SEARSPORT, Maine — Zach Parker’s high school history project has earned him the highest possible grade — and has started to take him places he never imagined going.
Those include the Boston Fox News affiliate, where the 17-year-old from Frankfort will be featured Friday morning on the national program “Fox & Friends.” On Thursday afternoon, the energetic and talkative teen gave an impromptu press conference outside the Searsport public safety building before heading south to talk about his plan to propose federal legislation to ban all protests at military funerals.
Parker’s efforts are aimed at the Westboro Baptist Church, a Kansas congregation that has made a name for itself by protesting at soldiers’ funerals across the country.
“I never expected this,” he said before getting into the Lincoln Town Car provided by Fox News that would bring him to the city. “It’s not about me. It’s all about respecting our fallen heroes and the troops that are serving our country.”
Three federal laws and laws in 40 states, including Maine, limit protests near military funerals. The U.S. Supreme Court has heard arguments against the church’s actions and is expected to rule on the issue next year.
Members of the Westboro Baptist Church have said that they intend to picket Parker’s Jan. 5 presentation on his history class project, but they are not the only people who are paying attention to him.
The teen said that he has received more than 100 e-mails, from as far away as California, since his story first was publicized in the Bangor Daily News earlier this week.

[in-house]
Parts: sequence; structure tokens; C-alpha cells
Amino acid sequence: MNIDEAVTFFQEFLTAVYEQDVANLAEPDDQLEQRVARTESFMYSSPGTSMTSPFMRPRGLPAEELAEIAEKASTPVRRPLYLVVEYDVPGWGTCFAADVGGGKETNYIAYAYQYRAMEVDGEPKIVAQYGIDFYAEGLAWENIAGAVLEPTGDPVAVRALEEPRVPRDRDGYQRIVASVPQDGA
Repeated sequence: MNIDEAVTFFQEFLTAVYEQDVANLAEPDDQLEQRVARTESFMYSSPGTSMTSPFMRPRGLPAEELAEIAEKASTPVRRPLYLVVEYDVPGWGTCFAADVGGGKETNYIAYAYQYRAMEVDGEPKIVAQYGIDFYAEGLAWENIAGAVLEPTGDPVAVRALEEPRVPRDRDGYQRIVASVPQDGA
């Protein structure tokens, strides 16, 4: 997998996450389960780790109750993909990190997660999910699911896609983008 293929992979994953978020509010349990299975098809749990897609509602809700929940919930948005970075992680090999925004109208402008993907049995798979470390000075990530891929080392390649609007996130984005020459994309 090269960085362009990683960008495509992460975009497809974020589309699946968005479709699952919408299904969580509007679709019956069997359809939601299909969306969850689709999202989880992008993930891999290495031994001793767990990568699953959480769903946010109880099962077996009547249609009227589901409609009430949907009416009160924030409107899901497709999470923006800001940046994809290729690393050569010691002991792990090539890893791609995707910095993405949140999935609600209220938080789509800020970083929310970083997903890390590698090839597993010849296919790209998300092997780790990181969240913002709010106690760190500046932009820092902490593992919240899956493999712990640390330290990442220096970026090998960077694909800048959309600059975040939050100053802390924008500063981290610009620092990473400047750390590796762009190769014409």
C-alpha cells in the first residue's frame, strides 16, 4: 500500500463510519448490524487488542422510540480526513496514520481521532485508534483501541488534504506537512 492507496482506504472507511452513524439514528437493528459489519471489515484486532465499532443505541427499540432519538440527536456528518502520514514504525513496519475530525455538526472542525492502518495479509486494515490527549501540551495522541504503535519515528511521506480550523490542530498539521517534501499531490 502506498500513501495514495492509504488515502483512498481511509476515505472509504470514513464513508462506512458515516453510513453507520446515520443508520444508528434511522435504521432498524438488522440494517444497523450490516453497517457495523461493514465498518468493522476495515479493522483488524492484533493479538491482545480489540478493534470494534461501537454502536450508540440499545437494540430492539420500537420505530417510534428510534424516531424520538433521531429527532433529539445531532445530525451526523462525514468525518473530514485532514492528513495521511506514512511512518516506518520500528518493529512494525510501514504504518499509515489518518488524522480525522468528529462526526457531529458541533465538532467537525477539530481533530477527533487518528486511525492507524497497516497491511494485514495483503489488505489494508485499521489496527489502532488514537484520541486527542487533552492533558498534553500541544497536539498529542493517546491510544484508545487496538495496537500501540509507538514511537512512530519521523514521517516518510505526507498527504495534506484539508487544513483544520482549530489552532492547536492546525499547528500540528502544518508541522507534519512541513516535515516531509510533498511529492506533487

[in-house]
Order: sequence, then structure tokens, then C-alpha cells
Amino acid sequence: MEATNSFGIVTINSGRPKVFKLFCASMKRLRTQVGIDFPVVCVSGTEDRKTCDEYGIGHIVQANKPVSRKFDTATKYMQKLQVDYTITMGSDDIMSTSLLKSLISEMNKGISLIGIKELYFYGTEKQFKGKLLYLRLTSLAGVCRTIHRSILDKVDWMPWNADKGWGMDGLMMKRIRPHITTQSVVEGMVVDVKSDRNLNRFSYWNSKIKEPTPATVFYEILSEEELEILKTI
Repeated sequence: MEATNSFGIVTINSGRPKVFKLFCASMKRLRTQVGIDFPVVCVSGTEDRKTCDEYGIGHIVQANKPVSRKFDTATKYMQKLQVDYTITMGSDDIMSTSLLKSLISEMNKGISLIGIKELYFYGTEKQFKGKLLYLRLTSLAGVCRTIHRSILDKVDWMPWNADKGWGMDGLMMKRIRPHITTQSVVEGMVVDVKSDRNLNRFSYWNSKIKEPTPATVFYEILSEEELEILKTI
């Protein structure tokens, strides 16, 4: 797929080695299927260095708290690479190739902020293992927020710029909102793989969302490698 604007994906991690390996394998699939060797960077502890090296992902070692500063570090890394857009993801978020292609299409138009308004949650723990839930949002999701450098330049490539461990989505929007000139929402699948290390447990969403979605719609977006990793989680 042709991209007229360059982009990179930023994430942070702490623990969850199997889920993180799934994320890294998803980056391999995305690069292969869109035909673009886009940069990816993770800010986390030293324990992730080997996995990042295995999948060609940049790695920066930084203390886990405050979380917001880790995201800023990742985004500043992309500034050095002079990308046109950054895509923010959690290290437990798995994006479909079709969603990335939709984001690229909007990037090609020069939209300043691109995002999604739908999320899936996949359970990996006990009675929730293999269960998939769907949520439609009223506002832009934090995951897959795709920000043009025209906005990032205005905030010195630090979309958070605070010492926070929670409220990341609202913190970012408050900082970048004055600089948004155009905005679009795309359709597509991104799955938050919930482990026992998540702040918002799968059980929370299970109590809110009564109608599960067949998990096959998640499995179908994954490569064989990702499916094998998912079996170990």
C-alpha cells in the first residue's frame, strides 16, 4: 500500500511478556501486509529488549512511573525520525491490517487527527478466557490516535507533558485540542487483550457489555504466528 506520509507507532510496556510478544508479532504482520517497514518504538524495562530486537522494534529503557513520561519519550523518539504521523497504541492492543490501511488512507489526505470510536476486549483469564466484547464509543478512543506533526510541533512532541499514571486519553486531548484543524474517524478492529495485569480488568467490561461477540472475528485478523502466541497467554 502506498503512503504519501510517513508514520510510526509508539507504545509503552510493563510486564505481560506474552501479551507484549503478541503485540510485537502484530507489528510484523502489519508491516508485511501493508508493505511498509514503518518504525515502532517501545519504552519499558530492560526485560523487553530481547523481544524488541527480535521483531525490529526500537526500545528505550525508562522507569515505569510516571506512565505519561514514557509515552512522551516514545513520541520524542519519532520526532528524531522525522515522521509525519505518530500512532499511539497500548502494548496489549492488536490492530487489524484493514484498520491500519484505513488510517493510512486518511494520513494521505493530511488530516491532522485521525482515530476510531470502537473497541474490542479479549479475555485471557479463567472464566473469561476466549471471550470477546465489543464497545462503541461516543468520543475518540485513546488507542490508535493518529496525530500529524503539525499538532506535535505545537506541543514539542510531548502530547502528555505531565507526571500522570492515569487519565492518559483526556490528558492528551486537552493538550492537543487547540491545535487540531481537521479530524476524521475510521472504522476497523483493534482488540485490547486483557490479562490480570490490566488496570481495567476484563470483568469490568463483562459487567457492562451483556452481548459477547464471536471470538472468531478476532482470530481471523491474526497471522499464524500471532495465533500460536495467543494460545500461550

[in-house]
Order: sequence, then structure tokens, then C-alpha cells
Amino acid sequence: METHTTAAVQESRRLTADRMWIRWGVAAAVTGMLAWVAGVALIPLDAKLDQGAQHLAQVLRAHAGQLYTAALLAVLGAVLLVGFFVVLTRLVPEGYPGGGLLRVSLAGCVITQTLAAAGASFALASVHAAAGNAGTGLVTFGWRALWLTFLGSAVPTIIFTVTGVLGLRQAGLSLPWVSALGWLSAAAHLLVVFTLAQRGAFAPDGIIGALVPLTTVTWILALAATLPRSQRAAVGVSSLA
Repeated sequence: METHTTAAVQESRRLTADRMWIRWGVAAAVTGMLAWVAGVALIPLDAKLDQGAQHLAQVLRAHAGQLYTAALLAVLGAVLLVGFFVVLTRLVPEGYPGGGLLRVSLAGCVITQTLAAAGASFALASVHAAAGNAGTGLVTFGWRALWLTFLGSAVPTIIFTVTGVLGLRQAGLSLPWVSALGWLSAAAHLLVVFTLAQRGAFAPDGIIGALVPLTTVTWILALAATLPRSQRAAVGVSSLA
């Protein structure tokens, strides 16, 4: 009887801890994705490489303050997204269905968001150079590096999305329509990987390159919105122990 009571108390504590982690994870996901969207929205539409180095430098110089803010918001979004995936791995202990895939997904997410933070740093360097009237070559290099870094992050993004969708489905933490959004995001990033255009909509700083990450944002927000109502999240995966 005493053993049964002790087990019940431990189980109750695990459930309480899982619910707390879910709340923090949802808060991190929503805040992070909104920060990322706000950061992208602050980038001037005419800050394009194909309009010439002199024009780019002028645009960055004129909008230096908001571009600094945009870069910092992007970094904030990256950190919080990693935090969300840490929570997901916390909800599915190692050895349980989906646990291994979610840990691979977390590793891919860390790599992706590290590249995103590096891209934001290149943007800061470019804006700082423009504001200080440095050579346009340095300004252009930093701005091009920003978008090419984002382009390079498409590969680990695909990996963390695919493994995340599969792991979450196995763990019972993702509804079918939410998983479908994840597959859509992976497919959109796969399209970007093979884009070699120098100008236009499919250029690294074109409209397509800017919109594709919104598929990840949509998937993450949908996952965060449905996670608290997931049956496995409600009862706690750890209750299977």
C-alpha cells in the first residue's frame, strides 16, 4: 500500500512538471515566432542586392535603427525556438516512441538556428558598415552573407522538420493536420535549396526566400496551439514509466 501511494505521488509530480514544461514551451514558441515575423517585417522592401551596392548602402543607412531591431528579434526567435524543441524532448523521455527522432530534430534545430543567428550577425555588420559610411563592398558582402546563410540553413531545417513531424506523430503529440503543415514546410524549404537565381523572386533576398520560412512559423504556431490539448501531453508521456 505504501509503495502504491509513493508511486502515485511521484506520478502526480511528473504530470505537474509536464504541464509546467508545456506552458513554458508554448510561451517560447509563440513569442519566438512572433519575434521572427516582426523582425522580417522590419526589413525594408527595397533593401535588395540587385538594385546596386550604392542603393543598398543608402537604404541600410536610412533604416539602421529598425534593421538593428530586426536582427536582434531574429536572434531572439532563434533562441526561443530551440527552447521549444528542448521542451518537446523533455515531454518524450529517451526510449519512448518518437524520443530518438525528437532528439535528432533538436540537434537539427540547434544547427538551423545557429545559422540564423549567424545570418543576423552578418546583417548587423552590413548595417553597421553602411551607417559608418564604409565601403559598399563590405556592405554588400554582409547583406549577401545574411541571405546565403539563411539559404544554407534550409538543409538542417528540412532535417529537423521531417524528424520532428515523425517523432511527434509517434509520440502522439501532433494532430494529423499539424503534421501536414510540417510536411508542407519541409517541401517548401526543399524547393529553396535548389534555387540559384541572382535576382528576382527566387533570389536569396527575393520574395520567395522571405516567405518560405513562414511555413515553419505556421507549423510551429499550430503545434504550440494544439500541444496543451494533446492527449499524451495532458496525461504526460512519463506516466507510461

Parker also said that he has been featured on local TV news and radio and that CNN, NBC and CBS have ex-pressed interest in broadcasting his story nationally.
“There’s so much, I can’t even keep up with everything,” he said. “It is kind of intimidating.”
But he seemed upbeat and excited, especially when he spotted the shiny black car pulling into the parking lot to pick him up.
“I’m quite surprised with how far it’s gotten,” he said.
A “Fox & Friends” producer invited him to be either flown to New York for the program or driven to Boston, where the channel will put him and his mother, Tara Parker, up for the night at a Marriott hotel.
The two were seen off Thursday from the Searsport public safety building by Zach’s father, James Parker, his younger sister, a school official and several media representatives.
Tara Parker said that she and her husband have watched their son “grow up a lot” over the course of his project.
“We’re both very proud of him for standing up for what he believes in,” she said. “He’s turned out to be a very passionate young man.”
That passion might be necessary in order to go head to head with the small but outspoken congregation from Kansas. Spokeswoman Shirley Phelps-Roper told the BDN earlier this week that Parker’s proposal dismisses First Amendment rights to free speech, to religious freedom and to peaceable assembly.
“We are pro-God. That First Amendment is from God, and they ought to quit screwing with it. Leave it alone,” she said Sunday.
Parker said he disagrees with the notion that his proposal goes against the First Amendment.
“If I put a bill in place to say you are not to protest at a military funeral for an hour before and an hour after or within a mile, that’s different. That’s respecting the family,” he said.
According to Zach Parker, he will be featured on “Fox & Friends” at 8:20 a.m. Friday, Dec. 31.
His presentation will begin at 5:45 p.m. Wednesday, Jan. 5, at Searsport District High School. It is open to the public, and those who want to attend may RSVP by e-mailing Parker at firstname.lastname@example.org.